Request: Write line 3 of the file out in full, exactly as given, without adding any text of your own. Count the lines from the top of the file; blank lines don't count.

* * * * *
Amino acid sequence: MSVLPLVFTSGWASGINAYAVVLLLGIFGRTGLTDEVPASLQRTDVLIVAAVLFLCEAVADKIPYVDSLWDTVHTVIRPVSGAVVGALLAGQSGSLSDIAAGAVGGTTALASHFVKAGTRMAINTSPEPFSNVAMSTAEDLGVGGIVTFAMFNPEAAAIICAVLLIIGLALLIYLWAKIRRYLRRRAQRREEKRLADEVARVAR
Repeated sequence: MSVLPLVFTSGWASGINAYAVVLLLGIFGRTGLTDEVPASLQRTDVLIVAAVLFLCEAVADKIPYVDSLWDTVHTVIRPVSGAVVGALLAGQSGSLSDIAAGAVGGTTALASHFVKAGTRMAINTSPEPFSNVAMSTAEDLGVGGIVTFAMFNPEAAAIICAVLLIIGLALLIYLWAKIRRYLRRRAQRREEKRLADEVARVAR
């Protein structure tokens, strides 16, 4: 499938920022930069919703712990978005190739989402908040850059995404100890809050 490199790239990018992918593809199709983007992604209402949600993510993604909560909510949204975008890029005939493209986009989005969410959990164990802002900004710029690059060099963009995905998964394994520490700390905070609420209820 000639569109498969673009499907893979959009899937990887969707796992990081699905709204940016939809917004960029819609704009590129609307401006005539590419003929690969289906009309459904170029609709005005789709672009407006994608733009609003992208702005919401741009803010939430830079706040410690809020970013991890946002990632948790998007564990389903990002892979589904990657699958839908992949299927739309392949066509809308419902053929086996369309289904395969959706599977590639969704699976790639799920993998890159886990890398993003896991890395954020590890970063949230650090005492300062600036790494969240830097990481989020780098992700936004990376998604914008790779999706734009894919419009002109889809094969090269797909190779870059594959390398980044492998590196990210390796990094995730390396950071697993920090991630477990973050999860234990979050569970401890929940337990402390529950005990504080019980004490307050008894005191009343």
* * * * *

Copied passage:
């Protein structure tokens, strides 16, 4: 499938920022930069919703712990978005190739989402908040850059995404100890809050 490199790239990018992918593809199709983007992604209402949600993510993604909560909510949204975008890029005939493209986009989005969410959990164990802002900004710029690059060099963009995905998964394994520490700390905070609420209820 000639569109498969673009499907893979959009899937990887969707796992990081699905709204940016939809917004960029819609704009590129609307401006005539590419003929690969289906009309459904170029609709005005789709672009407006994608733009609003992208702005919401741009803010939430830079706040410690809020970013991890946002990632948790998007564990389903990002892979589904990657699958839908992949299927739309392949066509809308419902053929086996369309289904395969959706599977590639969704699976790639799920993998890159886990890398993003896991890395954020590890970063949230650090005492300062600036790494969240830097990481989020780098992700936004990376998604914008790779999706734009894919419009002109889809094969090269797909190779870059594959390398980044492998590196990210390796990094995730390396950071697993920090991630477990973050999860234990979050569970401890929940337990402390529950005990504080019980004490307050008894005191009343």